6. ^ See Bailly (1901), p. 585, Ναυπλία. Retrieved 2013-07-03.
  7. ^ a b See Smith (1854), NAU´PLIA. Retrieved 2012-01-26.
  8. ^ Entick, John (2007-11-20). Entick's English-Latin dictionary. Retrieved 2012-01-26.
  9. ^ "ΦΕΚ A 87/2010, Kallikratis reform law text" (in Greek). Government Gazette.
  10. ^ "Population & housing census 2001 (incl. area and average elevation)" (PDF) (in Greek). National Statistical Service of Greece.
  11. ^ See Latacz (2004), p. 131.
  12. ^ ἀπὸ τοῦ ταῖς ναυσὶ προσπλεῖσθαι, Strabo. Geographica. viii. p.368. Page numbers refer to those of Isaac Casaubon's edition.
  13. ^ Pausanias. Description of Greece. 2.38.2.
  14. ^ Pausanias. Description of Greece. 4.35.2.
  15. ^ Public Domain Smith, William, ed. (1854–1857). "Nauplia". Dictionary of Greek and Roman Geography. London: John Murray.
  16. ^ a b Strabo. Geographica. viii. p.374. Page numbers refer to those of Isaac Casaubon's edition.
  17. ^ Pausanias. Description of Greece. 4.24.4. , 4.27.8, 4.35.2.
  18. ^ ὁ Ναύπλιος λίμην, Euripides Orest. 767; λιμένες Ναύπλιοι, Electr. 451.
  19. ^ Pausanias. Description of Greece. 2.38.2.
  20. ^ Diplomatarium No. 127.
  21. ^ Wright, Ch. 1.
  22. ^ "Company". K.T.E.L Argolidas. Retrieved 6 April 2016.
  23. ^ "Transportation Means". Municipality of Nafplion. Municipality of Nafplion. Retrieved 6 April 2016.
  24. ^ "Map/Transport". Visit Nafplio. Archived from the original on 1 April 2016. Retrieved 6 April 2016.
  25. ^ "The historical railway station of Nafplio". TrainOSE. Retrieved 6 April 2016.
  26. ^ Zikakou, Ioanna (August 24, 2021). "Hellenic Railway to Reach Nafplio". ypodomes.com. Retrieved 27 August 2021.
  27. ^ Ξενοδοχείο "Αμφιτρύων" στην παλαιά πόλη του Nαυπλίου
  28. ^ "Greece At Its Most Greek," by Phyllis rose, September 10, 2000, New York Times.
  29. ^ Πώς σώθηκε το Ναύπλιο
  30. ^ Faculties and Departments. University of Peloponnese website. www.uop.gr.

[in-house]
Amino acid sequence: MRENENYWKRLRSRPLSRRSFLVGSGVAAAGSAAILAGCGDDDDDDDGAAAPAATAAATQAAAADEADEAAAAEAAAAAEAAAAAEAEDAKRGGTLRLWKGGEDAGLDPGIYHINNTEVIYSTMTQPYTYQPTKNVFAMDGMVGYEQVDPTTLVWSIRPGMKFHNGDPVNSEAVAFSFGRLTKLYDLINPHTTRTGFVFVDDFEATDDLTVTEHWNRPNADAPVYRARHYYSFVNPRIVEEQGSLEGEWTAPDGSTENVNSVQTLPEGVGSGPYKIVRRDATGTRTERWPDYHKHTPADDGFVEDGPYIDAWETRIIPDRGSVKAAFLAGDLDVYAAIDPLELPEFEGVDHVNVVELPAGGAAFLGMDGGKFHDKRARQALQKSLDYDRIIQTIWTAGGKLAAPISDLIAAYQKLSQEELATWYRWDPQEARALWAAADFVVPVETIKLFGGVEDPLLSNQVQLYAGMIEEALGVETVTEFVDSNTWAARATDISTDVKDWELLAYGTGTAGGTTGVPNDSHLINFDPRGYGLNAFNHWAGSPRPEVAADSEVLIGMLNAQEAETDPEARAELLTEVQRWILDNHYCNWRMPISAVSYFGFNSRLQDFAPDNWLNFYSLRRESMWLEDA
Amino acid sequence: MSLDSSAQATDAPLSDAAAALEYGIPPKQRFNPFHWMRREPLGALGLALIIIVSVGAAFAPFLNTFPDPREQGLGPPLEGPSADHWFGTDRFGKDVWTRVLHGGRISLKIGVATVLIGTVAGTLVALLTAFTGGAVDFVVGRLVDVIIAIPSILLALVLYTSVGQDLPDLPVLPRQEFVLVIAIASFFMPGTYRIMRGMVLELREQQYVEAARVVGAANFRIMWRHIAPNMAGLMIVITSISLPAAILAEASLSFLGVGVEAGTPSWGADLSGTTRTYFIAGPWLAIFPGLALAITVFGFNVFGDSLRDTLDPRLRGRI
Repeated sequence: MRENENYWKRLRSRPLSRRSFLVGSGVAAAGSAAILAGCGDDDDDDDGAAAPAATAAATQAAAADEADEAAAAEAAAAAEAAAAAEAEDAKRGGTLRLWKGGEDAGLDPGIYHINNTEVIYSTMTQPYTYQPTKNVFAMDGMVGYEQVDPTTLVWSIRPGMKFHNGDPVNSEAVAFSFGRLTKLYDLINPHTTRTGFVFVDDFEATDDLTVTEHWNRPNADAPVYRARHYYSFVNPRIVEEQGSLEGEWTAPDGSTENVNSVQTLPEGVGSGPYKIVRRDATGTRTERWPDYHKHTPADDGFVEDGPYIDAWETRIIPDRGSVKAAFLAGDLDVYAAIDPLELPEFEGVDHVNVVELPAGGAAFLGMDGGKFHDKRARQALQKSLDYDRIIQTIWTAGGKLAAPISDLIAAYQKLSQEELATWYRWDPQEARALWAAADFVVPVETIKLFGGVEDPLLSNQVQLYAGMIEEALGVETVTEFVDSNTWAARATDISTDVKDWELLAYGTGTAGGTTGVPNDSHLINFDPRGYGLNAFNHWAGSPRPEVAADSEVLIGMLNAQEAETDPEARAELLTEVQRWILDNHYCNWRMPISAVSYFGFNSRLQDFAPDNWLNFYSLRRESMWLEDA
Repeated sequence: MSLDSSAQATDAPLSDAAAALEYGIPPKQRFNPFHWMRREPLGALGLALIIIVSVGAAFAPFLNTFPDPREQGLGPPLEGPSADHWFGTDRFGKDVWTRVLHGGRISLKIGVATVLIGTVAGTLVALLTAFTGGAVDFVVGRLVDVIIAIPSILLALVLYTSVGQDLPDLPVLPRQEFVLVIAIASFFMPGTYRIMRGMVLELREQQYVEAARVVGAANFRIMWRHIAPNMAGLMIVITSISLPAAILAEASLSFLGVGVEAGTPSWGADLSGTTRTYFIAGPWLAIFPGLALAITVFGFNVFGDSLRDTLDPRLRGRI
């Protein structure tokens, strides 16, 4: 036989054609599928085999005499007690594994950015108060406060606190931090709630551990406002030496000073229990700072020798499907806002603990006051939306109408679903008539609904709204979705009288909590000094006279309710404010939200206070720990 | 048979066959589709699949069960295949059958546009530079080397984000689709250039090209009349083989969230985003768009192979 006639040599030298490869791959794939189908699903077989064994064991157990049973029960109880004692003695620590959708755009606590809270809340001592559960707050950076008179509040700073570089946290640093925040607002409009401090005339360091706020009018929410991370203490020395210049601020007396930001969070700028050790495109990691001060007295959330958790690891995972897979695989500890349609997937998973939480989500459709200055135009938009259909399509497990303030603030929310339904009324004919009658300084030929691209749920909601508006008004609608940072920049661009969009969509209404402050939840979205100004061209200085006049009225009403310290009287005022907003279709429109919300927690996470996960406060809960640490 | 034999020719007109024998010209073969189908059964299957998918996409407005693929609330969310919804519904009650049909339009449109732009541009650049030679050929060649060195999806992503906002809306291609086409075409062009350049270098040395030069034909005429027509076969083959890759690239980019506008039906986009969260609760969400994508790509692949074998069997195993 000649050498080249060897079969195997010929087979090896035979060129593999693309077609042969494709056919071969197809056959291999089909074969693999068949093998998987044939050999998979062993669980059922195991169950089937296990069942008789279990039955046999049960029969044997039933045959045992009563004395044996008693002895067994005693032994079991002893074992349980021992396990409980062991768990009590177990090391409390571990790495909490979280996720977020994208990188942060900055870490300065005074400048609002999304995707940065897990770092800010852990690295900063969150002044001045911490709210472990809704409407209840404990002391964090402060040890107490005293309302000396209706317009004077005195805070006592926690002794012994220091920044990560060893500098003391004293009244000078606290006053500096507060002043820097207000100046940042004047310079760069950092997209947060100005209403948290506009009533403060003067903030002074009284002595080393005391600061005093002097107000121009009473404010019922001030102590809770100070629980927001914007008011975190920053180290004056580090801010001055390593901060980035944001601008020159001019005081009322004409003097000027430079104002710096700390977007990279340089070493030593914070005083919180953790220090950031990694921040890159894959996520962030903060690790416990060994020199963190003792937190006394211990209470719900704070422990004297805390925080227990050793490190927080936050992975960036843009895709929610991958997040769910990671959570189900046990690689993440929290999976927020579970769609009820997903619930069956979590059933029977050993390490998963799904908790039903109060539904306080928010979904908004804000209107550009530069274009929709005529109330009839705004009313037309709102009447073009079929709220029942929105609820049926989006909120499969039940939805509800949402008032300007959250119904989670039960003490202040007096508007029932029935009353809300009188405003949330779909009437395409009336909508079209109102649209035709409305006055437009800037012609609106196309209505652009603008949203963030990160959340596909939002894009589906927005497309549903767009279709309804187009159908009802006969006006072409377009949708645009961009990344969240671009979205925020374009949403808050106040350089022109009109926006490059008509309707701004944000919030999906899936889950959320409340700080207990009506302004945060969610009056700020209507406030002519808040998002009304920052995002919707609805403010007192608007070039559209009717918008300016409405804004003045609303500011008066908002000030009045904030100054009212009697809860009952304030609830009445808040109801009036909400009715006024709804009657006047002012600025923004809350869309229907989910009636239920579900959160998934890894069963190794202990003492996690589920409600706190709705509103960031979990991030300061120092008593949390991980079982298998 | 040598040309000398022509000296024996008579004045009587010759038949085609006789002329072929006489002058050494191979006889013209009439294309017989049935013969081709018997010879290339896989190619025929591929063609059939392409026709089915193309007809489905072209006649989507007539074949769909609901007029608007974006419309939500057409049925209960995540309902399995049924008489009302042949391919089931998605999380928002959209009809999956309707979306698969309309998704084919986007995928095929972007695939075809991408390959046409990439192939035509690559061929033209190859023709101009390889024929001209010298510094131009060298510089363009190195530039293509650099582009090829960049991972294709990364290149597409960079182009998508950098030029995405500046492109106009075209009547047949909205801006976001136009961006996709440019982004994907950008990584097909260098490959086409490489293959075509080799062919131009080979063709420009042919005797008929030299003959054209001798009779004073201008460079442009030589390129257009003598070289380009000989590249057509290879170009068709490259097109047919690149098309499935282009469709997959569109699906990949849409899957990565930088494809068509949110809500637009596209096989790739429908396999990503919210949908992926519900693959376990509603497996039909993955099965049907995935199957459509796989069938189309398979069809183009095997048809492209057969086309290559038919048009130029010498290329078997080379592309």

31. ^ (in Greek) Study Plan. University of Peloponnese, Department of Theater Studies website.
  32. ^ "Archived copy". Archived from the original on 2011-07-21. Retrieved 2011-02-09.CS1 maint: archived copy as title (link)
  33. ^ a b "Twinnings" (PDF). Central Union of Municipalities & Communities of Greece. Retrieved 2013-08-25.
  34. ^ "Royal city of Cetinje". Retrieved 2013-09-21.
  35. ^ "Office du tourisme de Menton". Archived from the original on 2013-09-23. Retrieved 2013-09-21.
  36. ^ "Niles Sister Cities". Official website. The Village of Niles. 2010. Archived from the original on 2009-03-22. Retrieved 2010-01-04.
  37. ^ "City council minutes" (PDF). Royan city hall. 2005-06-02. Archived from the original (PDF) on 2013-09-23. Retrieved 2013-06-02.

 This article incorporates text from a publication now in the public domainSmith, William, ed. (1854–1857). "Nauplia". Dictionary of Greek and Roman Geography. London: John Murray.

Sources[edit]

  • Entick, John. A Compendious Dictionary of the English and Latin Tongues. New edition carefully revised and augmented throughout by Rev. M.G. Sarjant. London, 1825. ([1])
  • Ellingham, Mark; Dubin, Marc; Jansz, Natania; and Fisher, John (1995). Greece, the Rough Guide. Rough Guides. ISBN 1-85828-131-8.
  • Gerola, Giuseppe (1930–31). “Le fortificazioni di Napoli di Romania,” Annuario dell regia scuola archeologicca di Atene e delle missioni italiane in oriente 22-24. pp. 346–410.
  • Gregory, Timothy E. (1983). Nauplion. Athens.
  • Karouzos, Semnes (1979). To Nauplio. Athens.
  • Kolokotrones, Theodoros (1969). Memoirs from the Greek War of Independence, 1821-1833. E. M. Edmunds, trans. Originally printed as Kolokotrones: The Klepht and the Warrior. Sixty Years of Peril and Daring. An Autobiography. London, 1892; reprint, Chicago.
  • Lamprynides, Michael G. (1898). Ê Nauplia. Athens, reprint 1950.
  • Latacz, Joachim (2004), Troy and Homer: Towards the Solution of an Old Mystery, Oxford, UK: Oxford University Press.
  • Liddell, Henry George; Scott, Robert (1940), A Greek-English Lexicon, revised and augmented by Sir Henry Stuart Jones, Oxford, UK: Clarendon Press.
  • Luttrell, Anthony (1966), "The Latins of Argos and Nauplia: 1311-1394", Papers of the British School at Rome, Vol. 34, pp. 34–55.
  • McCulloch, J. R. (1866). "A Dictionary, Geographical, Statistical, and Historical of the Various Countries, Places, and Principal Natural Objects in the World". New edition carefully revised. Longmans, Green, and Co., London, UK. p. 457. ([2])
  • Merriam-Webster's Collegiate Dictionary (10th ed.), Springfield, Mass., USA: Merriam-Webster, 1993.
  • Pinzelli, Eric (2020). Venise et l'Empire Ottoman: Les guerres de Morée (1684-1718) (in French). Athens. ISBN 9798574538371.
  • Schaefer, Wulf (1961). "Neue Untersuchungen über die Baugeschichte Nauplias im Mittelalter," Jahrbuch des Deutschen Archäologischen Instituts. Vol. 76, pp. 156–214.
  • Smith, William, ed. (1854), Dictionary of Greek and Roman Geography (1854), London, UK: Walton and Maberly.
  • Thomas, George Martin (1966). Diplomatarium Veneto-Levantinum. B. Franklin, New York, USA. ([3])
  • Wright, Diana Gilliland (1999). Bartolomeo Minio: Venetian administration in 15th-Century Nauplion. Doctoral dissertation. The Catholic University of America, Washington DC, USA.

External links[edit]